Crossrail and Tube upgrades to go aheadTfL's funding settlement means that the Mayor and TfL can continue to deliver top transport priorities, which include:
- Protecting London's extensive and accessible bus network which is of social and economic importance particularly in outer London
- Major congestion relief schemes at Victoria, Bond Street, Tottenham Court Road, Paddington and Bank Tube stations. Together with Crossail these schemes will add 30 per cent additional capacity to the transport network, boosting the UK economy and improving reliability
- Transport commitments for the 2012 Games
- Extending Barclays Cycle Hire before the 2012 Games and delivering all 12 Barclays Cycle Superhighways by 2015
- Removing the Western Extension of the Congestion Charging zone by Christmas
- The London Overground extension to Clapham Junction which will be delivered by the end of 2012
- Fare increases for 2011 maintained at the level announced last year - RPI plus two per cent - while free travel and concessions for Londoners stay protected
Mayor of London Boris Johnson said: 'Last year, I made it clear that when setting fares my priority is to protect the elderly, the young, the poorest and disabled Londoners, and this fares package will continue to do so, particularly at a time when many need that protection.
'All free and concessionary fares will remain in their entirety.
'I am particularly pleased that we have secured the future of Crossrail, upgrade work on the Tube and the protection of our bus services.
'Without them we would have risked the long term economic prosperity of not just the Capital, but the whole of the UK.'
Around a third of TfL's funding comes from a direct grant from the Department for Transport.
Following the Spending Review, this grant has been reduced by £2.17bn in total over the four years to 2014/15.
This equates to 21 per cent, when compared to 2010/11.
However, TfL is also funded by other sources, including fares, borrowing and revenue from advertising and commercial partnerships.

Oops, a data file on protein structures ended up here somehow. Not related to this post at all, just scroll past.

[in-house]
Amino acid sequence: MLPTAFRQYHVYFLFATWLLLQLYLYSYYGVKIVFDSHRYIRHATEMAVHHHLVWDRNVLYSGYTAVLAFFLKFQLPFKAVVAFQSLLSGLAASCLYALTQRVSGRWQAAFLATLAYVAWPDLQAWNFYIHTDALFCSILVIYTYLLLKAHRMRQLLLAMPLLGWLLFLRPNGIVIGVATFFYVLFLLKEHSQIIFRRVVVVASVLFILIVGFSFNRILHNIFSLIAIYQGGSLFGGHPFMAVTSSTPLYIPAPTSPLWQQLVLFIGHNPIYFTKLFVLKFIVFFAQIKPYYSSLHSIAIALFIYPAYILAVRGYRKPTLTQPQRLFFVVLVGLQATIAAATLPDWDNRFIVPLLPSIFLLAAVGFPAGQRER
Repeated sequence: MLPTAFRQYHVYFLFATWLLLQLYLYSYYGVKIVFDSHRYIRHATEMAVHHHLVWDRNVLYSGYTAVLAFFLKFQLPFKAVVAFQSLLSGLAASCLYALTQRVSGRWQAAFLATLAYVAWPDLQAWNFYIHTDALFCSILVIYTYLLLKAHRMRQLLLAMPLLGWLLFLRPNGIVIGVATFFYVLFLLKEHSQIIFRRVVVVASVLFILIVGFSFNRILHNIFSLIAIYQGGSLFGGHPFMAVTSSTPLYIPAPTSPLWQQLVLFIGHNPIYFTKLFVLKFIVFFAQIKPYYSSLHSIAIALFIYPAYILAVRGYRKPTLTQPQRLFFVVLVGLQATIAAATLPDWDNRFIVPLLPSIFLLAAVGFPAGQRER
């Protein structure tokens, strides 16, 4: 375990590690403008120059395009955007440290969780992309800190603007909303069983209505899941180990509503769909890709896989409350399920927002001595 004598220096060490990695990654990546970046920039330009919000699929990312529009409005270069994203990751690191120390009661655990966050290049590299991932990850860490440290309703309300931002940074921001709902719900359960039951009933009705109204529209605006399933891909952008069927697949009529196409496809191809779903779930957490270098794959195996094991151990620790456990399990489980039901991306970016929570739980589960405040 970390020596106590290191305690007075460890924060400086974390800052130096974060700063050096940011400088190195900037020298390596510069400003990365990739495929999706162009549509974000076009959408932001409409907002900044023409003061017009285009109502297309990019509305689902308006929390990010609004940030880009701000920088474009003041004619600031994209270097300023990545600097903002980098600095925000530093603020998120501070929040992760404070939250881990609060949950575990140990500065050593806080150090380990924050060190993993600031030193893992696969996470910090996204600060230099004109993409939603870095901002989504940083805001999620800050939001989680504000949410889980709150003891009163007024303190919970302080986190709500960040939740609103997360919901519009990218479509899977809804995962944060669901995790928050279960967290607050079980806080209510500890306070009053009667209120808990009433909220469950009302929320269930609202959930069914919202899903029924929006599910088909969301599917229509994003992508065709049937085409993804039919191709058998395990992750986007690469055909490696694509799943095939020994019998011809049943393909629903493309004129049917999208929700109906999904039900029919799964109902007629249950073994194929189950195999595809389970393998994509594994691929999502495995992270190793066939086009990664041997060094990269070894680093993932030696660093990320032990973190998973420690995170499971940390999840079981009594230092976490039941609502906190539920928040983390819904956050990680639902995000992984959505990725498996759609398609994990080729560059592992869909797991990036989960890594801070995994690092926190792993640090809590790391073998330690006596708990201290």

Taking this into account, by 2014/15, this cut represents less than eight per cent of TfL's planned expenditure on capital investment (excluding Crossrail) and frontline services.
The reduction in funding has, in part, been covered by increased ridership on the transport network but it has meant some tough choices in order to further cut costs or raise revenue.
The Mayor and TfL have outlined more than £5bn of savings and efficiencies over the course of TfL's previous Business Plan period and a revised Plan will be published in spring next year.
TfL proposes to meet the challenge of this settlement in a number of ways including:
- A restructure of TfL focusing on protecting investment in the transport network and frontline services while delivering the best value for money
- Saving more than £1bn on Crossrail. A more efficient construction timetable means the central section will now be delivered in 2018
- Saving more than £300m by working more efficiently on upgrades and schemes, paring back cosmetic works at stations and deferring non-essential works
- Reduced funding to boroughs for small-scale projects reflecting the grant TfL now receives from government
- Reducing road maintenance spend while preserving the state of of the roads through greater operational efficiency
- Finding alternative funding for projects
- Charging for parking on TfL's Road Network which, currently, is generally free
A number of savings have already been identified and are being implemented which, as well as stronger fare revenue, means that TfL's Business Plan will be boosted by additional £800m over the period.
This accounts for well over a third of the reduction in our DfT funding.
The transport upgrade is also generating jobs and benefits across the UK.